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Natural Selection and the Peppered Moth Activity
Natural Selection is one of the ideas suggested by Charles Darwin to explain evolution. All living things “inherit” traits from their parents. In humans, a trait can be hair color and how tall we are (height), just to name a couple. In birds it can be the color of its feathers, the shape of its beak or the strength of its song. In insects it can be body color or wing shape.
If one (or many) of these traits, which they inherit from their parents, helps them survive longer, so that they can have more offspring of their own, with those same traits – they are selected. This means that over many generations, there will be more and more individuals like them in their population.
Here is a simple of example of this from real life. In the early 1900s, coal-burning was common in London. The air was thick with pollution. Coal smoke blackened the trees until their bark was dark brown. The peppered moth was a speckled brown moth that blended into the dark English tree bark perfectly. Then in 1956, London passed a clean air act and coal was banned in the city. Smokestacks were made taller to get pollutants further out into the atmosphere. Within ten years the trees, once brown from coal smoke, began to take on their natural light-colored bark. As the trees got lighter, the brown peppered moths stood out against the bark and were easy targets for hungry birds. Lighter moths, however, blended in and survived to lay eggs. Over many generations, which for insects can be just a couple of years, all the peppered moths were lighter in color.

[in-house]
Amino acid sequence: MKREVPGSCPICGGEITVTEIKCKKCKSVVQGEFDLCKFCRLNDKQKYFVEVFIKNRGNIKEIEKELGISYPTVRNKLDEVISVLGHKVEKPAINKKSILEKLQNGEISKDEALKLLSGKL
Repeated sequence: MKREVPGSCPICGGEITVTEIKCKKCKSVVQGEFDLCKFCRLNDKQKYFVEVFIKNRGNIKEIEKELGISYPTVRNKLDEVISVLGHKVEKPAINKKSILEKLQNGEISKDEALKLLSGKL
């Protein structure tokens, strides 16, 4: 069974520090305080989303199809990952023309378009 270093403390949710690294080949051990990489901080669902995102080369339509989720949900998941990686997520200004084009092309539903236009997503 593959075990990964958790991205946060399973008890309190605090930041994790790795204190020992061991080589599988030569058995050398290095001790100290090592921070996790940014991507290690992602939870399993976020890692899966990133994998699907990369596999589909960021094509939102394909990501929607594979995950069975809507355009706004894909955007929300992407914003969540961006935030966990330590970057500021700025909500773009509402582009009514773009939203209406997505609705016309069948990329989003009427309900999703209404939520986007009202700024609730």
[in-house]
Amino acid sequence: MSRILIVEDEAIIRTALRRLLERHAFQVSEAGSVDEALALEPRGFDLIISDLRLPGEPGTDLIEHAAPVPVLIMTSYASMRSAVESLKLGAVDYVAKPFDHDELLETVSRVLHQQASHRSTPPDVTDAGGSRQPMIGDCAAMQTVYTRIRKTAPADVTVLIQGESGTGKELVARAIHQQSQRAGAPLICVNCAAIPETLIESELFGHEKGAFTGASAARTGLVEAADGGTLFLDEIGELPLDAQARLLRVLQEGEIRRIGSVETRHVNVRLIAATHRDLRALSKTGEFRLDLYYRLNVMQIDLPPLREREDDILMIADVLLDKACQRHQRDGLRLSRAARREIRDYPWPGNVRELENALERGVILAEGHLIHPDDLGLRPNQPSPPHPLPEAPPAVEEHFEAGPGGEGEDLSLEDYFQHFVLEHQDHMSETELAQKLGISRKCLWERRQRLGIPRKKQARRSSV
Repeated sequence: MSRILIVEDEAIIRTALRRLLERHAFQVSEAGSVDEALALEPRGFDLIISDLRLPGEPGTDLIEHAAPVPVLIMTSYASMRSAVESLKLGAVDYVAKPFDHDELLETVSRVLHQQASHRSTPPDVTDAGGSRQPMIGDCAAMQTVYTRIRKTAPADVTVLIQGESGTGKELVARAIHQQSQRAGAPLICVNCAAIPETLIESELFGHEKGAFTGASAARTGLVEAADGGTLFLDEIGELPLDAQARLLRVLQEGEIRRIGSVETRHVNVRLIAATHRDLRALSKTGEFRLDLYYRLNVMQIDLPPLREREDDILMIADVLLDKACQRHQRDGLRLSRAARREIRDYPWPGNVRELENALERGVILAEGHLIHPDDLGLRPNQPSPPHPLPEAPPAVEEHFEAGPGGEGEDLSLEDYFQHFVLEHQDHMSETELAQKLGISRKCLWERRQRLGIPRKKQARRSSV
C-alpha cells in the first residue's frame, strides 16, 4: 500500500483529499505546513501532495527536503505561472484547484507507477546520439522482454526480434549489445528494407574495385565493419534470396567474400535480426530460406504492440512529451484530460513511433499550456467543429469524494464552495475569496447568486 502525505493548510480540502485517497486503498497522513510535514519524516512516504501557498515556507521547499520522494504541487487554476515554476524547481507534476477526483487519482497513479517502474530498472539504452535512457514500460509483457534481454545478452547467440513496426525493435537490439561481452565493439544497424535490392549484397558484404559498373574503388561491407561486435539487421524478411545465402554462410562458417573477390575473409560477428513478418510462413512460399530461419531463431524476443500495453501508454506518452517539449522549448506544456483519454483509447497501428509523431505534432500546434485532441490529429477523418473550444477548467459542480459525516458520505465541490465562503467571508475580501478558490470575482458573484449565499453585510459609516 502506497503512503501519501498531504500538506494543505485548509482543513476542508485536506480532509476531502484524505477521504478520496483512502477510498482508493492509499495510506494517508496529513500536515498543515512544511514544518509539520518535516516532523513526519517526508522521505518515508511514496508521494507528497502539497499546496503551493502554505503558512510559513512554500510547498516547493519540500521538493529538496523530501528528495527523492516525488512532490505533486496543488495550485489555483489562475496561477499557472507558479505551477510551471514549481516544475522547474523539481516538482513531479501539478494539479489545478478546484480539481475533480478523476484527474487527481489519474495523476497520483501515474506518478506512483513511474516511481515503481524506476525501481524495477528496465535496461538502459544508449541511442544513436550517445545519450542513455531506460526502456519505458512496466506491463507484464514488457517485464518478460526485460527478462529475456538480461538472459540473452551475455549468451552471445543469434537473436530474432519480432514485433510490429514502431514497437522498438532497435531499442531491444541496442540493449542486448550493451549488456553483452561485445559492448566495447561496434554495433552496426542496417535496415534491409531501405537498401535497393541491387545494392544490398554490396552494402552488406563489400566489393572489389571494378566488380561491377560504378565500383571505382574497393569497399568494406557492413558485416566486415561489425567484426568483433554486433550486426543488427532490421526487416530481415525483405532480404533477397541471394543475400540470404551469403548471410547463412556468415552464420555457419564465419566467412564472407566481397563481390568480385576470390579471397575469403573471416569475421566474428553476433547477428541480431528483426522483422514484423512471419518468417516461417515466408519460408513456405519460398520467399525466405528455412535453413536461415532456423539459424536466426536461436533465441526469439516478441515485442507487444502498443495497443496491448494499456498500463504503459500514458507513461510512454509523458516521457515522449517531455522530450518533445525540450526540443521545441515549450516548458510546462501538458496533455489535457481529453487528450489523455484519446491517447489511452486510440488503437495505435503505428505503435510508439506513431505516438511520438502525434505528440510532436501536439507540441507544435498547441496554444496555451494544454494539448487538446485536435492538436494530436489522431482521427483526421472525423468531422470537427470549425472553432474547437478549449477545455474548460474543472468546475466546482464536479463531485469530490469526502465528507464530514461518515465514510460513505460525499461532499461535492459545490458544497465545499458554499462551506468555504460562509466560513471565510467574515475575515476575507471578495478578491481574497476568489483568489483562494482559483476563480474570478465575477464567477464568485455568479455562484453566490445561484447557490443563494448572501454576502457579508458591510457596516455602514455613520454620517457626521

This is how natural selection works, though in mammals and other vertebrates it takes much longer for traits to spread throughout a populations. This physical change is also called adaptation (or structure and function).
Age: any age
- 2 big sheets of newspaper
- pink, orange or red construction paper
- Cut out small butterfly-like shapes from both the newspaper and the colored construction paper (any shape will work, as long as they are all about the same size and shape).
- Lay out the newspaper on a table. Make sure it covers at least two square feet.
- Sprinkle the colored construction paper butterflies across the newspaper.
- Line up students in single file.
- Tell students to pretend they are a flock of birds and to walk quickly by the table and grab up the first butterfly they see and keep moving.
- After all the students have “grabbed breakfast” ask them to lay them all down on an empty desk.
- Count the number of colored butterflies compared to the newspaper butterflies.
- How many colored butterflies did they pick up compared to the newspaper ones?
- Why would more people pick up colored butterflies compared to the newspaper butterflies?
- Do you think birds moving quickly pick prey they can see more easily?
- Does this help prey that blends in survive better?
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